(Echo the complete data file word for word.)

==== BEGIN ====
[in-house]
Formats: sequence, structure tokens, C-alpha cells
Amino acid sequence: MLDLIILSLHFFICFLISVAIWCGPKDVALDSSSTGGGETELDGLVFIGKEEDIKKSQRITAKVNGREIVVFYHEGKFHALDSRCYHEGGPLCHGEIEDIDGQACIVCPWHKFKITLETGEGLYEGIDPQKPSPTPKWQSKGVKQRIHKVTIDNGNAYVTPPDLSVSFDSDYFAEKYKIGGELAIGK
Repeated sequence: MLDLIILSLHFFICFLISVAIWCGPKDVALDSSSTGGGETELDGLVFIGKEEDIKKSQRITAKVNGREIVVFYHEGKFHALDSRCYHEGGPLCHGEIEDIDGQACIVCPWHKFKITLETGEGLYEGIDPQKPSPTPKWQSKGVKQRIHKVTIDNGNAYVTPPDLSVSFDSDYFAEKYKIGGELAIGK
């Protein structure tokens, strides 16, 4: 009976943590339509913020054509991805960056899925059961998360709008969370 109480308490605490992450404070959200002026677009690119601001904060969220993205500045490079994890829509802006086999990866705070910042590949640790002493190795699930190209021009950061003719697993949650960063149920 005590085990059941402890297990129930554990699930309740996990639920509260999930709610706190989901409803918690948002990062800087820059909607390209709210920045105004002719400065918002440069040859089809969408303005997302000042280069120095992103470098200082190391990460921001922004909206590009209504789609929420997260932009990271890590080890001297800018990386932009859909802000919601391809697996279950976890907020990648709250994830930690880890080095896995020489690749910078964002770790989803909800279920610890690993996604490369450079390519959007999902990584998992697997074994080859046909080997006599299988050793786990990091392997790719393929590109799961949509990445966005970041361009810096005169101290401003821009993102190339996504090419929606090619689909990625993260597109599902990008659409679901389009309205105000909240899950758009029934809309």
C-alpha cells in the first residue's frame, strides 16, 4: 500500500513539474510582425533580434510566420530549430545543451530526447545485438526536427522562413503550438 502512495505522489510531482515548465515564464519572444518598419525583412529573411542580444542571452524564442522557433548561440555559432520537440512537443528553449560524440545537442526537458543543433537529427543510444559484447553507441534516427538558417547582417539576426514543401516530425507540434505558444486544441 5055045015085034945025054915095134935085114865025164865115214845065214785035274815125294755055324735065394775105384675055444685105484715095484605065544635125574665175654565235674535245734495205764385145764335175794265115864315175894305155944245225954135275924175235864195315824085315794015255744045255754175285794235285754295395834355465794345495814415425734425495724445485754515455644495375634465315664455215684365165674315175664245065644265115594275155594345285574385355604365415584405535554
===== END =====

[in-house]
Formats: sequence, structure tokens, C-alpha cells
Amino acid sequence: MLDLIILSLHFFICFLISVAIWCGPKDVALDSSSTGGGETELDGLVFIGKEEDIKKSQRITAKVNGREIVVFYHEGKFHALDSRCYHEGGPLCHGEIEDIDGQACIVCPWHKFKITLETGEGLYEGIDPQKPSPTPKWQSKGVKQRIHKVTIDNGNAYVTPPDLSVSFDSDYFAEKYKIGGELAIGK
Repeated sequence: MLDLIILSLHFFICFLISVAIWCGPKDVALDSSSTGGGETELDGLVFIGKEEDIKKSQRITAKVNGREIVVFYHEGKFHALDSRCYHEGGPLCHGEIEDIDGQACIVCPWHKFKITLETGEGLYEGIDPQKPSPTPKWQSKGVKQRIHKVTIDNGNAYVTPPDLSVSFDSDYFAEKYKIGGELAIGK
């Protein structure tokens, strides 16, 4: 009976943590339509913020054509991805960056899925059961998360709008969370 109480308490605490992450404070959200002026677009690119601001904060969220993205500045490079994890829509802006086999990866705070910042590949640790002493190795699930190209021009950061003719697993949650960063149920 005590085990059941402890297990129930554990699930309740996990639920509260999930709610706190989901409803918690948002990062800087820059909607390209709210920045105004002719400065918002440069040859089809969408303005997302000042280069120095992103470098200082190391990460921001922004909206590009209504789609929420997260932009990271890590080890001297800018990386932009859909802000919601391809697996279950976890907020990648709250994830930690880890080095896995020489690749910078964002770790989803909800279920610890690993996604490369450079390519959007999902990584998992697997074994080859046909080997006599299988050793786990990091392997790719393929590109799961949509990445966005970041361009810096005169101290401003821009993102190339996504090419929606090619689909990625993260597109599902990008659409679901389009309205105000909240899950758009029934809309």
C-alpha cells in the first residue's frame, strides 16, 4: 500500500513539474510582425533580434510566420530549430545543451530526447545485438526536427522562413503550438 502512495505522489510531482515548465515564464519572444518598419525583412529573411542580444542571452524564442522557433548561440555559432520537440512537443528553449560524440545537442526537458543543433537529427543510444559484447553507441534516427538558417547582417539576426514543401516530425507540434505558444486544441 5055045015085034945025054915095134935085114865025164865115214845065214785035274815125294755055324735065394775105384675055444685105484715095484605065544635125574665175654565235674535245734495205764385145764335175794265115864315175894305155944245225954135275924175235864195315824085315794015255744045255754175285794235285754295395834355465794345495814415425734425495724445485754515455644495375634465315664455215684365165674315175664245065644265115594275155594345285574385355604365415584405535554